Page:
History of Pontyclun

Having lived in Pontyclun my whole life I was unaware that there used to be a brewery just down the road, what was more interesting was the fact that when I was searching the river nearby, I found bits of glass with the letters ‘clun’ and ‘Ponty’ on them so I was hoping maybe just maybe they were the remains of the glass from the brewery bottles that had been thrown out and washed up further down the river .

Brief history of The Crown Brewery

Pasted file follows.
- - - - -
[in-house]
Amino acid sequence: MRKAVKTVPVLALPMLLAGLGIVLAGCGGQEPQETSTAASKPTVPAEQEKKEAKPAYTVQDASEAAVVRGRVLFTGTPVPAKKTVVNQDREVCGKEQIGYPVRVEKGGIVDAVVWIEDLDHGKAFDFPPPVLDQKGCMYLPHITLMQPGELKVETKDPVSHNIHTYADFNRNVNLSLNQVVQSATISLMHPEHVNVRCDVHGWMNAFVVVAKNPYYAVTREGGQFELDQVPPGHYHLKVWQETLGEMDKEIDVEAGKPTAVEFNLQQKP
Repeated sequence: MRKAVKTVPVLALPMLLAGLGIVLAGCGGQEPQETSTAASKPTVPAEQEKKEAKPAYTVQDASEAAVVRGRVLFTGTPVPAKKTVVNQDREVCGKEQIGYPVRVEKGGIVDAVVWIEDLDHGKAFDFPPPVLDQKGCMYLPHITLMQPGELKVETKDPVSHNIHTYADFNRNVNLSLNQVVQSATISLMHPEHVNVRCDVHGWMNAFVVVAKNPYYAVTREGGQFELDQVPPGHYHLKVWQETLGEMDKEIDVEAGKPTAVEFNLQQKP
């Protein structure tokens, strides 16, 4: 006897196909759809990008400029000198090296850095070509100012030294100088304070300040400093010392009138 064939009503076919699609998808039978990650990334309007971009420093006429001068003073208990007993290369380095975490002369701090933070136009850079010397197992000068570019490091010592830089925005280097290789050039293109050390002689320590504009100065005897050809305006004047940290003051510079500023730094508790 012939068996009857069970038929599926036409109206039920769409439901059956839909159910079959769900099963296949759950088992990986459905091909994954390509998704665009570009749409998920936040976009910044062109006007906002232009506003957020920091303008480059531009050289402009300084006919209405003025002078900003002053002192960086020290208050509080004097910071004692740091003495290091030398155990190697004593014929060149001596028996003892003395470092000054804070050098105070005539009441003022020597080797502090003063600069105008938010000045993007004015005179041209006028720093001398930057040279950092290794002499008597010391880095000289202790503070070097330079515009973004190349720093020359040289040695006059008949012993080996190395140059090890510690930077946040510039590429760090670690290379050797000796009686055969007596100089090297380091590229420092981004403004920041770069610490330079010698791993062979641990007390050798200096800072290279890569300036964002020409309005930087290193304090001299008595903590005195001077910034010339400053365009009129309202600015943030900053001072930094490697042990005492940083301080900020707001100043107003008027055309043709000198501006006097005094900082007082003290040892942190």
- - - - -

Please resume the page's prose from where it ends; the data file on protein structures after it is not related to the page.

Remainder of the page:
The name Pontyclun, translated from Welsh as ‘bridge over the River Clun, has only been in official use since 1893. Prior to that it was known as Pont y Clown, ‘Cloune’ or ‘Clune’, all influenced by the River Clun, a tributary to the River Ely, which flows around the area.  A prominent business locally over many years was the Crown Brewery, located at Brynsadler. Originally a small family brewery, owned by D & T Davies, had been formed to supply the expanding number of Workingmen’s Clubs throughout the area . The Sunday Closing (Wales) Act of 1881 had fuelled the expanding number of clubs that did not have to close on Sunday, as was the case with public houses. In 1919 The South Wales & Monmouth United Clubs Brewery Co. Ltd. purchased the brewery and by 1938 it was producing 900 barrels per week, which continued to increase so that by 1954 it was replaced by a new building that was big enough to produce the 1200 barrels per week to meet the demand. In 1988 Crown merged with Wales’s oldest brewery, Buckley’s of Llanelli to form the Crown Buckley Brewery but after 80 years of trading, the brewery closed in the Spring of 1999.  The area is home to the Glamorgan Ridgeway and one of the most important rhos pasture landscape’s in Wales. Fields of purple moor-grass turn from green in summer, through autumnal red to the white grass of winter. Here bog ashopdel, meadow thistle, devil’s-bit scabious flower and the rare marsh fritillary butterfly thrive and the River Ely teems with salmon, trout and dippers.



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